Nepal House sits in crucial MCC vote

ONEs Nepal’s parliament finally convenes on Wednesday to try to ratify a controversial and long-delayed US infrastructure project, parties opposed to the $500 million program are determined to block it.

Nonetheless, Prime Minister Sher Bahadur Deuba said Tuesday at a party parliamentary session of his Nepalese Congress that the Millennium Challenge Corporation (MCC) would be presented when the lower house meets.

Deuba also spoke to Speaker Sapkota about the pact on Tuesday. Sapkota, an ally of center-Maoist Pushpa Kamal Dahal, has repeatedly postponed parliamentary sessions, ostensibly to prevent discussions on the subsidy from progressing in the House of Representatives.

The dispute over the MCC within the five-party alliance recently threatened to dissolve the fragile five-party governing coalition. Prime Minister Deuba’s NC, whose coalition government struck the agreement to modernize Nepal’s power grid and highways in Washington DC in 2017, has pushed for ratification of the project.

However, Madhav Kumar Nepal and its breakaway NCP (Unified Socialists) and Pushpa Kamal Dahal, whose Maoist center was part of Deuba’s coalition when he signed the accord in 2017, were vehemently opposed to the project.

Last week, details emerged about a letter Dahal co-signed with Deuba in September 2021, asking MCC for more time to reach consensus on the project within the current coalition.

Deuba’s predecessor, KP Sharma Oli, had supported the project during his tenure. However, the UML has not made its position on the MCC public after the UML became an opposition party. Mahanta Thakur’s Loktantrik Samajwadi party, which recently split from the JSP, has supported the project.

The Prime Minister expressed optimism that the pact presented on Wednesday would be ratified by Parliament. This comes on the heels of the NC, MC and Unified Socialists filing an impeachment motion against Chief Justice Cholendra Shumsher Rana’s deputies on Sunday.

Rana’s ouster is unlikely, however, as the coalition cannot secure the required two-thirds majority in the House of Representatives. But he’s automatically suspended, and that’s being used as a bargaining chip to mollify communist members of the coalition into getting the MCC ratified.

Removing Judge Rana from office would increase the chances of House Speaker Sapkota escaping a war crimes indictment unharmed and would guarantee 14 United Socialist MPs retain their seats. Former Prime Minister KP Oli of the UML had blocked House proceedings after Speaker Sapkota refused to expel them.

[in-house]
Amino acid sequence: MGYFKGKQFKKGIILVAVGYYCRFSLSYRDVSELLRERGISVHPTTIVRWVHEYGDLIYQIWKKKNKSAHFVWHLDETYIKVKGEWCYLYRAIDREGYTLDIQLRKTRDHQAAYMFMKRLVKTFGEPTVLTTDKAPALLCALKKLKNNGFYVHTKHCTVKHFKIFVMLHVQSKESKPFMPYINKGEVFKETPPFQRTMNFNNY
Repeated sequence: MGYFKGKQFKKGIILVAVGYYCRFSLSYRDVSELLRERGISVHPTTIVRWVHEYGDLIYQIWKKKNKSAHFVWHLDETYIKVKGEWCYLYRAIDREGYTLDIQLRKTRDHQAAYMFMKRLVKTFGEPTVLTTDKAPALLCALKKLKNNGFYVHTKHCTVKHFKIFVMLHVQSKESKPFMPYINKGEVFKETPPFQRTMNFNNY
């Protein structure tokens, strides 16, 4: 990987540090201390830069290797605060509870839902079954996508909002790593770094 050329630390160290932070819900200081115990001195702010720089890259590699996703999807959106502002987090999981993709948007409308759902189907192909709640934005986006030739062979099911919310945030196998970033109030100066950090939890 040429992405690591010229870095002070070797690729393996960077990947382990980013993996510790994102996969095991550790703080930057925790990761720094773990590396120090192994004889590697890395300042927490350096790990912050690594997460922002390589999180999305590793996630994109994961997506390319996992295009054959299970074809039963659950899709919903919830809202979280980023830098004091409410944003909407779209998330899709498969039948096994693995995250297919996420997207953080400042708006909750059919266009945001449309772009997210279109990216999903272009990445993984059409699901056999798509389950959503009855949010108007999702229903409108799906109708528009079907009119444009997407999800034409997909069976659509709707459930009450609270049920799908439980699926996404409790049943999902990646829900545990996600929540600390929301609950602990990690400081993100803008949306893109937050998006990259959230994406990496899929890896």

It remains to be seen whether Parliament will approve the project at its session on Wednesday. The US has set February 28 as the final ratification deadline. Several left-wing fringe parties called for street protests on Wednesday and tight security is expected in Kathmandu.

Whether or not the MCC is approved by Parliament, its impact will be felt not only in Nepal’s domestic politics ahead of the elections, but also in the country’s bilateral relations, particularly with the United States and China.

In late 2021, senior MCC officials, including MCC Vice President Fatema Z Sumar, came to Nepal to meet with Nepal’s top leadership following a written response to concerns from the Nepal Ministry of Finance regarding the grant.

US Deputy Secretary of State Donald Lu reportedly called Deuba, Dahal and Oli separately last Thursday to remind them of the implications for bilateral ties if ratification is not timely.

In May 2017, Nepal signed a framework agreement with China on its Belt Road Initiative (BRI) infrastructure development strategy. At the time, the Americans stated that Chinese investment in Nepal should not only serve China’s interests, and pointed out that Nepal could fall victim to China’s “debt trap diplomacy.”

For the past year, Beijing has been actively lobbying against the MCC. Controversy over the project was one of the factors that led to the split between the Communist Party of Nepal and the UML last year.

Nepal is increasingly caught in a geopolitical tug of war between the US and China. However, experts say Nepal needs both the MCC and the BRI and its foreign policy strategy should reflect this delicate geopolitical balance. They say that continuing one project should not deprive Nepal of the other.

“It is in Nepal’s best interest to implement both the American MCC and the Chinese BRI projects based on our national needs,” says diplomatic affairs expert Geja Sharma Wagle.

Nepal has historically had to walk a diplomatic tightrope to balance ties with China, India and the US, and to maintain individual ties with global and regional powers through wars, crises and border disputes.

But geopolitics is so polarized, and Nepal’s recalcitrant rulers so prone to acting as proxies for outside powers, that the country seems unable to maintain that balance.

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